Monday, 12 November 2012

196: Leo, Edmond and Eric

Leo was definitely only working at SupaValu until he’d saved enough money to fund his gap year travels and then he was off.  Definitely.  He had plans, did Leo.  Grandpa Edmond had explored swathes of the Amazon rainforest and brought home tribal remedies that the whole family used to ward off colds and stomach bugs.  That explained Leo’s itchy feet.  Then there was Grandad Eric, who had built up a small business from scratch, supplying half of the South Coast with seaside rock made in the Midlands.  And that inspired him to become a businessman himself, post-wanderings of course.

And in the meantime, SupaValu pay was no worse than most other places and considerably better than many when you factored in working nightshifts as Leo often did.  His travel fund was growing well and before too long he would allow himself to start looking at flights and hostels and places to visit across the world.

It turned out that Leo was pretty good at the work too.  He wasn’t afraid to put in the hours, was happy to take advice from others and fitted in well with everyone.  His supervisor Mal had mentioned a possible promotion and Leo was interested only as far as it meant his savings would amass that bit quicker.  He even waited to be told he could go outside for his cigarette break when most of the others sneaked off whenever they thought they weren’t being watched.

Leo was asked to work a few extra hours after his nightshift on the day that Jon’s daughter was sick and he had to take her to A&E.  Used to being able to light up at will once he’d done all night, he was craving a nicotine rush by the time Mal said he could go outside.  Nodding his thanks, he rushed off outsider to the smoking shelter at the far side of the car park.

When he reached the shelter he could see several people already there, including Steven.  Leo said there were very few people he hated and Steven was one of the very few.  He was arrogant, loud, over-bearing and thought he was much more attractive than he really was.  Worse, he was best mates with Leo’s horrendous cousin Jake, so he always behaved as if he was best mates with Leo too.  The pair of them together spelled trouble and a bigger pair of losers would be hard to find.
Leo hoped he would be able to slide into the background and maybe Steven wouldn’t notice him, but he was already calling “Leo, over here” across the car park.  Leo raised a hand in acknowledgement and headed towards him.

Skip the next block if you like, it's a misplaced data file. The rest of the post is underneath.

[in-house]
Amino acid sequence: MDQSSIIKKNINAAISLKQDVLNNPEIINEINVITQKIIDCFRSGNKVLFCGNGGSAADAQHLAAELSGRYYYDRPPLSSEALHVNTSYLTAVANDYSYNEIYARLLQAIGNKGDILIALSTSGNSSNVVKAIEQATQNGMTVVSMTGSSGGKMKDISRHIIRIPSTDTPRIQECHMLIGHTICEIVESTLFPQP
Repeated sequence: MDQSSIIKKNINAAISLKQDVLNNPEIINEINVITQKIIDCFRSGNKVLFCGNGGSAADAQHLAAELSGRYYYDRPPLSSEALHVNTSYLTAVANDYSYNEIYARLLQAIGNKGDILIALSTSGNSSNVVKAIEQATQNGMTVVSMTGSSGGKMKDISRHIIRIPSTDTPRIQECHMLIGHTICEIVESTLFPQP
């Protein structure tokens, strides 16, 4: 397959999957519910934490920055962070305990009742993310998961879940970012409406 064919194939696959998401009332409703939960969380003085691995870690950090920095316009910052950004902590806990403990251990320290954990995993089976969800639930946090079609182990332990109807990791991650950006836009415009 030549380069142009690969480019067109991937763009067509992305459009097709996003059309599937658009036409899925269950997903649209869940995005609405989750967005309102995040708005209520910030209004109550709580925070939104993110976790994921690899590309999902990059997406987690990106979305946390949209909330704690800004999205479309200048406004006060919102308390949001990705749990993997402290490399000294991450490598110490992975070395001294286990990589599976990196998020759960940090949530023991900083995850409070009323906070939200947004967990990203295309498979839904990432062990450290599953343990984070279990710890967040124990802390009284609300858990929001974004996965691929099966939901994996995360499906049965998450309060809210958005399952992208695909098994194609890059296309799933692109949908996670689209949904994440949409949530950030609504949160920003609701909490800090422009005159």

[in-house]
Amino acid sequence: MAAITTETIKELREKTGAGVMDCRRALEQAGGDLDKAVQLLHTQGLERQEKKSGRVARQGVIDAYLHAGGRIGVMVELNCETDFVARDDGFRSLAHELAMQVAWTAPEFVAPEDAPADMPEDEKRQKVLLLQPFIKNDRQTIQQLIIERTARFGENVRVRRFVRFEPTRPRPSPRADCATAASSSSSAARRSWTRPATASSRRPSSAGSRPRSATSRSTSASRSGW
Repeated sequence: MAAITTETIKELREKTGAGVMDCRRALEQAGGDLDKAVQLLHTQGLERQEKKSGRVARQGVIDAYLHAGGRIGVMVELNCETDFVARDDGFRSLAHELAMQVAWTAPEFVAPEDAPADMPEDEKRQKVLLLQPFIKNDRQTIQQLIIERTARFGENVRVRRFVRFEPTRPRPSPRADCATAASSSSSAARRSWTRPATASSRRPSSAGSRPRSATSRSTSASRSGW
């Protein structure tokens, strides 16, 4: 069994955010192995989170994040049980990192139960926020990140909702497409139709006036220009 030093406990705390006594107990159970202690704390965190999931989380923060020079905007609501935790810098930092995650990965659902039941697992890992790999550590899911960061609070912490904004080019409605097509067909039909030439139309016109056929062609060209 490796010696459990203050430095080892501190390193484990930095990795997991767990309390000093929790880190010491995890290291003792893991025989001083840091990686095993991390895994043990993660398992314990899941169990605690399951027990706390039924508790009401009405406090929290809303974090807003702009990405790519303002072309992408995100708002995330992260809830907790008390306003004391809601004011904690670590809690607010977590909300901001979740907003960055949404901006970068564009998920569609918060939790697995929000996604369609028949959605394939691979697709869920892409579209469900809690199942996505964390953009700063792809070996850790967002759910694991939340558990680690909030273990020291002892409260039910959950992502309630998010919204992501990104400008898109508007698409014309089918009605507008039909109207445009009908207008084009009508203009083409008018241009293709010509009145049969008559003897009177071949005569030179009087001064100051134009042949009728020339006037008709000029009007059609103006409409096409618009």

“Alright mate?” said Steven.  “Haven’t seen you for a while.  Where you been hiding too?”

“Mostly doing nights,” said Leo.  “Racking up a bit extra for my trip.”

“Oh yeah, Jakey told me about that.  Trying to be like that travelling granddad or something he said.  It’ll take a while to save up with the wages they pay here, won’t it?”  Steven laughed to himself like he’d said one of the funniest things in the world, ever.

“Yeah, true enough,” said Leo, trying to disengage from the conversation.  “Hey, isn’t that Jake’s car?  It’s driving like he does.  That red one down there.”

As they looked in the direction Leo pointed, the red car drove straight at the back of a dark car pulling out of a space.  “Oh, God.  He’s hit that car.”

Steven threw his cigarette to the floor and ground it out with his foot.  “Yeah, I’d say it is.  He heard his missus has been carrying on with someone who works here, so he texted me and said to meet him and let him in the back way to go and look for the guy,” said Steven.  “Come on, let’s go and see if he’s OK.”

“Sorry mate,” said Leo, “we’re short today with Jon’s girl in hospital.  Mal told me to come right back.  But text me if he’s not OK and I’ll see if I can get away.”

“OK bro, I’ll let you know.  I better go and see if he’s still after looking for this guy too.”  Steven left the shelter and made his way to the cars where Leo could already seen Jake was out of his car and surveying the damage. Then he walked back inside, just behind the guy in a blue hoodie who had been stood at the back of the smoking shelter.

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